Erskine Childers The Riddle of the Sands:
a Record of Secret Service
Penguin Popular Classics 1995 (1903)
I don’t normally seek out thrillers, even classic ones such as The Riddle of the Sands, and though this has historic interest – set just before the Second Boer War and scant years before the death of Victoria – it’s not a period I’m particularly interested in. Add to this that it’s about sailing on the North Sea coast of Germany when dismal autumnal fogs abound and it sounds like a novel I would normally pass over. But after an initially slow but deliberately drab beginning the story picks up, starts to tease the imagination and, even for the recalcitrant landlubber, sparks admiration for the enthusiasm and bravery of the two protagonists.
The novel opens in or around 1897 with Carruthers (we never know his first name, though the 1979 film has his given name as Charles) in despondent mood at the Foreign Office: society functions in September are few and far between and Parliament is still in recess. An invitation from a former acquaintance at Oxford, Arthur Davies, to sail the Baltic in a yacht and indulge in some duck-shooting offers an opportunity to escape boredom, but once abroad (and aboard) he discovers all is not as it seems. The yacht is not the luxury boat he expected, the crew will number just one – himself – and precious little duck-shooting will present itself. In fact, Davies is nursing a secret worry that soon turns the vacation from cruise to, as the subtitle informs, secret service.
Much of the framework of Erskine Childers’ novel is provided by the actual logs he kept when cruising the very same coasts in 1897 in the Vixen; a century later the logs still survive, stored in the National Maritime Museum at Greenwich. Childers apparently described the Vixen as “a very ugly little 5 tonner with no headroom” but, along with the fact that the Riddle‘s converted ship’s lifeboat (modelled on the Vixen) was named the Dulcibella after his sister, his evident fondness for the craft comes through strongly in the novel.
In the Preface and the Epilogue Childers makes the pretence that he has received the facts of the case from two gentlemen he calls ‘Carruthers’ and ‘Davies’, and that he has furnished a first-person narrative by combining Carruthers’ notes, plus the logbook and charts from the Dulcibella and interviews with the two men. But while Childers is supposedly what we’d now call the ghost-writer, it is crystal clear that both of our intrepid heroes reflect aspects of Childers’ own personality: love of seamanship, love of country (or, rather, a chosen cause), bravery combined with calculated risk-taking and resourcefulness. These aspects are evident in the author’s eventful life as student, clerk in the House of Commons, soldier in the Boer War, chronicler, amateur sailor and, later in the 20th century, Irish nationalist, gun-runner and firing-squad victim in Ireland’s civil war. The Riddle of the Sands however eschews the violence, casual gun-play and pulp fiction cliffhangers that typify most subsequent spy-thrillers in favour of dogged leg-work, lengthy rational argument and consummate patience, all of which seems characteristic of Childers himself.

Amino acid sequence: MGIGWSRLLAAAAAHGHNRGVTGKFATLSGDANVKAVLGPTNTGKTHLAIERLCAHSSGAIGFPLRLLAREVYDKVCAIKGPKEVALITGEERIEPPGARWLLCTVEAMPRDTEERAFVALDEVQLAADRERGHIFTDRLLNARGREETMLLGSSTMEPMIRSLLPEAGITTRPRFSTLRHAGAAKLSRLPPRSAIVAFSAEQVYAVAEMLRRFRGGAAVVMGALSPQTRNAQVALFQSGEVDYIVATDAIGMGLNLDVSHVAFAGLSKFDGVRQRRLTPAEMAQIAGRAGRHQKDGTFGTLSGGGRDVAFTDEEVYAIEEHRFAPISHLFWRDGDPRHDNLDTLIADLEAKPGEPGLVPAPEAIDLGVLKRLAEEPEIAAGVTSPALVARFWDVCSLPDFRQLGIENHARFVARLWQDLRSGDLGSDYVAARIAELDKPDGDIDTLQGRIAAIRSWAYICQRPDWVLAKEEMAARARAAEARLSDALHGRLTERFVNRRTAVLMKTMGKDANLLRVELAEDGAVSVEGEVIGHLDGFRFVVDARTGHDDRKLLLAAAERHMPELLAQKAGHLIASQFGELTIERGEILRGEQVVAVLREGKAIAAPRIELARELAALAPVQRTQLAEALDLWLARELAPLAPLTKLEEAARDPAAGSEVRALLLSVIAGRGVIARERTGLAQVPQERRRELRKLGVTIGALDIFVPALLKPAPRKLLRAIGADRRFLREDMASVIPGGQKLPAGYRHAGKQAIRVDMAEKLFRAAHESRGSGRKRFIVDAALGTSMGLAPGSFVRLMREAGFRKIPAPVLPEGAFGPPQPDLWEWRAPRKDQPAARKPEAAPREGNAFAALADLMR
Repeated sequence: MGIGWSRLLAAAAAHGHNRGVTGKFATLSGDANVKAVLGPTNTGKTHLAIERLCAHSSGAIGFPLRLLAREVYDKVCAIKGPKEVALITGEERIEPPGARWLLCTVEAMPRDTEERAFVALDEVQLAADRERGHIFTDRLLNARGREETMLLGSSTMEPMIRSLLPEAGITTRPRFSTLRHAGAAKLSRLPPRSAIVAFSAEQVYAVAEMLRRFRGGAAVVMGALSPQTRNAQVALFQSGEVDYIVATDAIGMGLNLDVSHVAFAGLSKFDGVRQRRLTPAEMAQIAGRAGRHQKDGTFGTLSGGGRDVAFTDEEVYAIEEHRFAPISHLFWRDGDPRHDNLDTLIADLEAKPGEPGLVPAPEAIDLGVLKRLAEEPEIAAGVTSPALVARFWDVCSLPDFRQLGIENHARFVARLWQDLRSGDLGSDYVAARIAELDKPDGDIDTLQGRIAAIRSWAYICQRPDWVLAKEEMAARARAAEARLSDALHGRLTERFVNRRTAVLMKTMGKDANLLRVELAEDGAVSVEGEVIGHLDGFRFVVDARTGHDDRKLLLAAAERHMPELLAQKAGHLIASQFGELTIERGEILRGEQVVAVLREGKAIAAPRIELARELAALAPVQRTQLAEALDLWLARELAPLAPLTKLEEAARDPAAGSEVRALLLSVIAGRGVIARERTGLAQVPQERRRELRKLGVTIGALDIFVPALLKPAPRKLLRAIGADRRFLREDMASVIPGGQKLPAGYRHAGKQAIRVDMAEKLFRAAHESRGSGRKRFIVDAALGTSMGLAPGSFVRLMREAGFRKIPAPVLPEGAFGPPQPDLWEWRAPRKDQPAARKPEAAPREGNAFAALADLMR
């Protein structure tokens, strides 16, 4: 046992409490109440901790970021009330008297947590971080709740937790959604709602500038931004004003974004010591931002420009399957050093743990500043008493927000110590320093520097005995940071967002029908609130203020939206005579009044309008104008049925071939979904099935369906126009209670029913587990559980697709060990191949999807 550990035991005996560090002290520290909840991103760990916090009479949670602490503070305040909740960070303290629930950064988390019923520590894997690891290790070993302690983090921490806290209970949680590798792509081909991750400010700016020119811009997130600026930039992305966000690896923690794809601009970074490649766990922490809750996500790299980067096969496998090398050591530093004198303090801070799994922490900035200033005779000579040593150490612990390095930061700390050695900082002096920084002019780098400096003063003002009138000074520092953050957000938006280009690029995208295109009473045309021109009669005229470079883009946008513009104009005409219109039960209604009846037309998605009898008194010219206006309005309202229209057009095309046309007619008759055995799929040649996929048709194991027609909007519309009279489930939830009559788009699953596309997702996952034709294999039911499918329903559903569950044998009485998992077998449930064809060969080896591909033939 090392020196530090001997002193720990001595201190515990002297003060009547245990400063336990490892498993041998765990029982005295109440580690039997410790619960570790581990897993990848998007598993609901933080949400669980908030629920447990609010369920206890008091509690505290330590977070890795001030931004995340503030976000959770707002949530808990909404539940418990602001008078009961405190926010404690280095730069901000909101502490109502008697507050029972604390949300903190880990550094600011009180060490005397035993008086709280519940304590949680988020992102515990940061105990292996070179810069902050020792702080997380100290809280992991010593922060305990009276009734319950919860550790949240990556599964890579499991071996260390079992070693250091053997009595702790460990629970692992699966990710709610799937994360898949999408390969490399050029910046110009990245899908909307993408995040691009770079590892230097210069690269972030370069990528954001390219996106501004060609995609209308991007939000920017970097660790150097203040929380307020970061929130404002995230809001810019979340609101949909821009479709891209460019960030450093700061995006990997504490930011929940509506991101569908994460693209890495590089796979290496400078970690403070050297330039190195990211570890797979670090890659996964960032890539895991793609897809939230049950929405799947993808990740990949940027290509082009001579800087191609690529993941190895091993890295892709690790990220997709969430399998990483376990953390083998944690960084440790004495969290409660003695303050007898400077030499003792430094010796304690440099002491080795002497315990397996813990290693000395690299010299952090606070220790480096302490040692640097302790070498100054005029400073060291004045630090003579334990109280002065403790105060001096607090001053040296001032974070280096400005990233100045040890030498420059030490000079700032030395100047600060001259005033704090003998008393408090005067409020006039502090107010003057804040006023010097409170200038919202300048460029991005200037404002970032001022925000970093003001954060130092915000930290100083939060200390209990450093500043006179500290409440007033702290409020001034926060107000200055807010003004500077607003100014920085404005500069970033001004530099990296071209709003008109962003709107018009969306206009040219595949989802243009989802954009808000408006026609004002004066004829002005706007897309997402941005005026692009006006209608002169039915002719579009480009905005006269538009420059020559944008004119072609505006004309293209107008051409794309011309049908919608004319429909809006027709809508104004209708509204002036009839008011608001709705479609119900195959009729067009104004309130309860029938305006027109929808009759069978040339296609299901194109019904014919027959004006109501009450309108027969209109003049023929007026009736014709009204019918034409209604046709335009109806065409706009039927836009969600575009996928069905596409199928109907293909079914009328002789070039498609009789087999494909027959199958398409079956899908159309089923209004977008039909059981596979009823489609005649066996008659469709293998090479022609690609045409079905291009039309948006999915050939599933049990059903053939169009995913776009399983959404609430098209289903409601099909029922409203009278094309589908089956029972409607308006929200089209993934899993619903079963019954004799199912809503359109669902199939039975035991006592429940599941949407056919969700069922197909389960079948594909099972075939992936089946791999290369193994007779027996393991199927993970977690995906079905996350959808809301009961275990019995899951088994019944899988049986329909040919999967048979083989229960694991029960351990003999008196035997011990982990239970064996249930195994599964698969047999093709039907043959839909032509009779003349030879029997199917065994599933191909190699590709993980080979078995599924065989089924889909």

Doggedness, lengthy argument and patience aren’t normally recommendations for a thriller, and yet The Riddle of the Sands is very gripping. Its tension as well as appeal lies in the frequent descriptions of ordinary situations that could mask likely threat and actual danger. The whole carries a sense of authenticity, based as it is on a record of sailing trips, real places and Childers’ knowledge of German and Germany, that convinces the reader more than the gadgetry and reliance on dramatic coincidence that can be the stock in trade of the genre. In fact, in the days before even zepellins let alone aircraft or even drones it’s impossible to underestimate the importance of surveillance on the ground, or even on shifting sands, of the type that Carruthers and Davies undertake. Riddle is a landmark in this genre, just preceded perhaps by Kipling’s Kim in 1901 (Childers’ novel appeared in 1903); its literary influence reached through John Buchan, Ian Fleming and beyond.
Its political influence, however, was uppermost in the author’s mind, as he did view the military potential of Germany, in particular its naval ambitions, as a real threat to Britain’s imperial status and national safety, and he felt that his government was both complacent and unprepared when it came to Britain’s sea defences in the North Sea. The emphasis in the book shifts from interest in German’s own sea defences to its likely plans for attack and invasion through England’s east coast – the very route for ingress by Angles, Jutes and Saxons in the Dark Ages and later by Danish Vikings – and in this Childers hoped to influence Cabinet and Ministry policy in an area he thought deficient. The popularity of the book apparently did fulfill the author’s intention which was to effect change, so necessary in the run-up (though unsuspected at the time) to the Great War a few years later.
But this was fiction, his only fiction perhaps, and so we moderns now engage less with strategy and more with characters. Apart from Davies and Carruthers (the latter name survives in many parodies of ripping yarns of derring-do and stiff upper lips) we have a German naval commander who gains Carruthers’ respect, a murderous traitor who appears to escape retribution, a vapid love interest and sundry Germans with latent or real menace. Include in this mixture detailed maps and charts to plot the course of action and it’s not surprising that The Riddle of the Sands pleasantly confounded my expectations and justified its inclusion in lists of key must-reads of fiction.
A repost of a review first published January 2013